By Regenia Bailey / Guest Editorial

Outside of the few wonkish people who really enjoy board meetings, these events aren’t usually very sexy or exciting. They’re often filled with overly detailed minutes of previous meetings, bewildering financials and verbal committee reports that drone on and on without any call for input or action.

What’s a dedicated board member to do when meeting agendas and structures cool his or her passion for the work of the organization? It may be time to consider a board meeting makeover.

Retool the agenda

Minutes are not transcriptions. They should be focused and brief. Their purpose is to document all board decisions made at the meeting and highlight key points of the board discussion about those decisions.

Additionally, the minutes should include information about the logistics of the meeting –

the date, the location and the list of attendees. The purpose of reviewing the minutes from previous meetings is for the board to confirm the decisions it has made and hold itself accountable for those decisions. Minutes help shape the agendas of committee work and future board meetings.

Financial statements should be presented in clear, readable formats that provide context for the numbers. As new members come onto the board, it is helpful to provide detailed information about the financial formats during board orientation or during a portion of a board meeting. Financial statements that provide the current financial information with a comparison to last year’s numbers, as well as to the organization’s adopted budget figures, provide context to the financial information that is presented. Context enables board members to more easily understand the organization’s financial health and promotes discussion about what needs to happen to keep things on track (or to get back on track).

Written reports from the chief executive and from committees should be provided in the agenda packet. If the board needs to make decisions related to staff or committee activities, these issues should be presented as separate agenda items. Any additional information board members may need for those decisions should also be included in the agenda packet.

Often committee or staff members are asked to provide comments about their written reports at the board meeting. Without careful facilitation, comments can expand into an overview of the full report or even introduce a new topic that invites board discussion and input. The board chair should be prepared to politely, but firmly, step in if comments stray from the topic at hand or take too much time.

Look to the future

Board meetings should be more about looking forward than looking in the past. It’s difficult for a board to lead an organization when it spends much of its meeting time reviewing what has already occurred. Once the agenda items that review past activities are retooled and contained, there will be more time at board meetings for discussion and decision items that focus on the organization’s future.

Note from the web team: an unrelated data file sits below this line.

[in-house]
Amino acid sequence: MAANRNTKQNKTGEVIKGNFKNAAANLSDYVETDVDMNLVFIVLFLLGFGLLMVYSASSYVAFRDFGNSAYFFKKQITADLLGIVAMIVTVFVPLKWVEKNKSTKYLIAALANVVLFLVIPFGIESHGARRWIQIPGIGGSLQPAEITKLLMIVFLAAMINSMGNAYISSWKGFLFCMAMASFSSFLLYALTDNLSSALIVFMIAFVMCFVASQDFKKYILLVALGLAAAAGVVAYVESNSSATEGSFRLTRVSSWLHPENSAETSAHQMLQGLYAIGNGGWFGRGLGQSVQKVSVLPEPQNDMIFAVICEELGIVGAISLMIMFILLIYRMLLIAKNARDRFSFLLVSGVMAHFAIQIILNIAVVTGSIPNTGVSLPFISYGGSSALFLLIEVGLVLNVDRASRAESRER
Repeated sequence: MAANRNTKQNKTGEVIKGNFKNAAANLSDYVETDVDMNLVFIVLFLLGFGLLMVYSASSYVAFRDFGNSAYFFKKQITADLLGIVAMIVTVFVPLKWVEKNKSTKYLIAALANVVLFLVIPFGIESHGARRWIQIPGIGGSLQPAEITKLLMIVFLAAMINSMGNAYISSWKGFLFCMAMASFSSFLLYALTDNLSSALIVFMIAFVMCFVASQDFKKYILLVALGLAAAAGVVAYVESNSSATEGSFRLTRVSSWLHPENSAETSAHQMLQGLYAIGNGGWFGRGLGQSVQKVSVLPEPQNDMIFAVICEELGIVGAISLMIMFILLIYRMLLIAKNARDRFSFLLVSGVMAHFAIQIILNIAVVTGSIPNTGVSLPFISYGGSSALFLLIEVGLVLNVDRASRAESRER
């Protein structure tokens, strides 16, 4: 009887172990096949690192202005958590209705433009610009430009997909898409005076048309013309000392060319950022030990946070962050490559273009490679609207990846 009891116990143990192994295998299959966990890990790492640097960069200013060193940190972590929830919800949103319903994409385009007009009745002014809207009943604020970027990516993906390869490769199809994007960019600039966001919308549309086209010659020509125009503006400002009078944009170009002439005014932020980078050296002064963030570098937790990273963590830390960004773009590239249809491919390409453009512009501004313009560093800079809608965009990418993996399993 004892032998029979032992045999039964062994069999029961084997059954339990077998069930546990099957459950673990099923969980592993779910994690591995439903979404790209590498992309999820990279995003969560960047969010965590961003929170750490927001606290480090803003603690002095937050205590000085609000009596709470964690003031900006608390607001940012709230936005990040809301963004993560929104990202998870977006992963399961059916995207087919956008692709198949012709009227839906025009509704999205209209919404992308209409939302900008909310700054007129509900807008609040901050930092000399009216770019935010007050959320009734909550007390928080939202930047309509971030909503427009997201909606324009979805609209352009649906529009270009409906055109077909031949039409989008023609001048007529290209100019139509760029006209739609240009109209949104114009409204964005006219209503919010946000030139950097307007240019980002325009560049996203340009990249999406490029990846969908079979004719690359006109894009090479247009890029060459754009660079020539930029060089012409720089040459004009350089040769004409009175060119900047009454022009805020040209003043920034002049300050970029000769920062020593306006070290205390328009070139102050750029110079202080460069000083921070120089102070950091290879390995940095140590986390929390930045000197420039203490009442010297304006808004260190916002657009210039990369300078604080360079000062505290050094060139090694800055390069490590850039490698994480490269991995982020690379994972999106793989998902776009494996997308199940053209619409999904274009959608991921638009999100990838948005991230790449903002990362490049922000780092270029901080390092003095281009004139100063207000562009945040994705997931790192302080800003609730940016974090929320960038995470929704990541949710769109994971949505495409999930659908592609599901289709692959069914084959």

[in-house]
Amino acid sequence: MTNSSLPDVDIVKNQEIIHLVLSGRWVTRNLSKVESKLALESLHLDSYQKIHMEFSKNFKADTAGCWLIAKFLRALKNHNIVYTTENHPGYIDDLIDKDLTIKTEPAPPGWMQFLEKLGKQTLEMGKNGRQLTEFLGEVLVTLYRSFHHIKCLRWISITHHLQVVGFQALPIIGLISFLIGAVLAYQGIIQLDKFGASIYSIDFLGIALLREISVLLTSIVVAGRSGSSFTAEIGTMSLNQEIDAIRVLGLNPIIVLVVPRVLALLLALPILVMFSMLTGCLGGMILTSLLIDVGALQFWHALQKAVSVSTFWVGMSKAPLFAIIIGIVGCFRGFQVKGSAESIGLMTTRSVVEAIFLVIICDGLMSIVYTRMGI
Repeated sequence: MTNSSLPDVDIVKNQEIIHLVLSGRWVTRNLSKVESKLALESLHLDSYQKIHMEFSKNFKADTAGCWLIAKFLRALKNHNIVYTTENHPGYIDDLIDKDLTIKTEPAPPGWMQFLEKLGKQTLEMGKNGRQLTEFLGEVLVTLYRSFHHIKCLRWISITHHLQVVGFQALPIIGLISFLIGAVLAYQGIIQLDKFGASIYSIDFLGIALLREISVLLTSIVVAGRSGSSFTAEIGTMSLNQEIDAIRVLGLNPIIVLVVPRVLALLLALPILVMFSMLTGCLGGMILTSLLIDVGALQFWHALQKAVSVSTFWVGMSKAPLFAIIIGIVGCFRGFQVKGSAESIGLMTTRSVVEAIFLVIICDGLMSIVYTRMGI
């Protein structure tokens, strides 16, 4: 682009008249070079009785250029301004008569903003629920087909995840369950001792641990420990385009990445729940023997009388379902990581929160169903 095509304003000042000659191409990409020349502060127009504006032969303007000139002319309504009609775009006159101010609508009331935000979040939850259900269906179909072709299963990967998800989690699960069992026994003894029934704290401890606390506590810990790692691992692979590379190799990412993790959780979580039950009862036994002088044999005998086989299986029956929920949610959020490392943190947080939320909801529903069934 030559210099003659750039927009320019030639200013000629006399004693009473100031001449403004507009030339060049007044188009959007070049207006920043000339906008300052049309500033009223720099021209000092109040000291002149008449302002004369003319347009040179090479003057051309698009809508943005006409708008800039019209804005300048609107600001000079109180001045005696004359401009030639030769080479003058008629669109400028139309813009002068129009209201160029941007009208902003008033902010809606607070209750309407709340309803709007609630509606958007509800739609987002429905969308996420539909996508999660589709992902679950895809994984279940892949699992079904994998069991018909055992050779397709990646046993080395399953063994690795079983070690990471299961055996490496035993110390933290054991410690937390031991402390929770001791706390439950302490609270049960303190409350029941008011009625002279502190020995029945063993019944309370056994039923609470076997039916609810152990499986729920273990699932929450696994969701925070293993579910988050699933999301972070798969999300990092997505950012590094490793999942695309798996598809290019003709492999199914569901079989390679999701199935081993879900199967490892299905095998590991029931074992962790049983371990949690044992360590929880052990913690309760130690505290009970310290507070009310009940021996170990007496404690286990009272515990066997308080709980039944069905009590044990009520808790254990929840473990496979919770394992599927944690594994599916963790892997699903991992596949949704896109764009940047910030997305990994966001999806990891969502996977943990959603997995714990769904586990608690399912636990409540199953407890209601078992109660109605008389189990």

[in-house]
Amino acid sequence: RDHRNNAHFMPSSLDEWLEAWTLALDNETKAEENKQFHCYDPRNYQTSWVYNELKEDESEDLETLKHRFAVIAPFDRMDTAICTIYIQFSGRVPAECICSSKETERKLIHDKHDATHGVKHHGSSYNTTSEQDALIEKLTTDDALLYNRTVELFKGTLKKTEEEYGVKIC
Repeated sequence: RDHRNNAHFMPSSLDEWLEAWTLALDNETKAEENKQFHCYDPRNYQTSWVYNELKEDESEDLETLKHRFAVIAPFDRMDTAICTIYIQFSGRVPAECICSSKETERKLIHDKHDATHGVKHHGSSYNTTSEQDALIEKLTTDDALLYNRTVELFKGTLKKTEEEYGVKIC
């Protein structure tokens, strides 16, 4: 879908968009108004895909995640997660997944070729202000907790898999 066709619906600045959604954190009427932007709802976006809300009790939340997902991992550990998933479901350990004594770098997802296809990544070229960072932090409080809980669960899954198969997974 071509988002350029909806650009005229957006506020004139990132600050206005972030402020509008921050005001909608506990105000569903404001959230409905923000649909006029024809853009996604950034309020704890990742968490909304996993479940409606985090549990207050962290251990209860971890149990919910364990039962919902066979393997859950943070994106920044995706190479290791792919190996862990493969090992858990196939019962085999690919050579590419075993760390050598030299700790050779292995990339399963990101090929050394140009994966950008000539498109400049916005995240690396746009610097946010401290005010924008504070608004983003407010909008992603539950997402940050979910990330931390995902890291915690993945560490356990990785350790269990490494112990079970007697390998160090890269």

As the agenda is developed, the board chair and chief executive should consider what the board needs to address at the meeting to make reasonable progress toward its annual strategic objectives, its work plan and its budget goals. In addition to the one-time items on its annual work plan, every board should have an annual calendar for routine tasks like budget development, board member recruitment and orientation, and the chief executive’s evaluation.

Connect to the mission

Many boards have a mission moment or other opportunities on the meeting agenda for members or other stakeholders to talk about their personal connections to the organization’s mission. These can provide powerful reminders of the importance of the organization’s work and additional context for the decisions made during the meeting.

Reminders and connections to the mission throughout the meeting can also help focus and unify board members during difficult and divisive discussions, motivate the group when it is faced with a challenging activity like a large fundraising event, and strengthen board members’ engagement with the organization.

A meeting makeover is not a quick fix for waning interest on the part of previously committed board members, but it can be a first step toward reconnecting with what brought them to the board table in the first place. If nothing else, retooling the meeting agenda will help increase the effectiveness of the board, better using the talents and skills around the table as the group makes future-oriented decisions about the organization.

 

Regenia Bailey is a consultant and coach to nonprofits and small businesses at her firm, the Bailey Leadership Initiative. She is a former mayor of Iowa City and teaches business courses at Kirkwood Community College. For more information, visit www.baileyleadershipinitiative.com.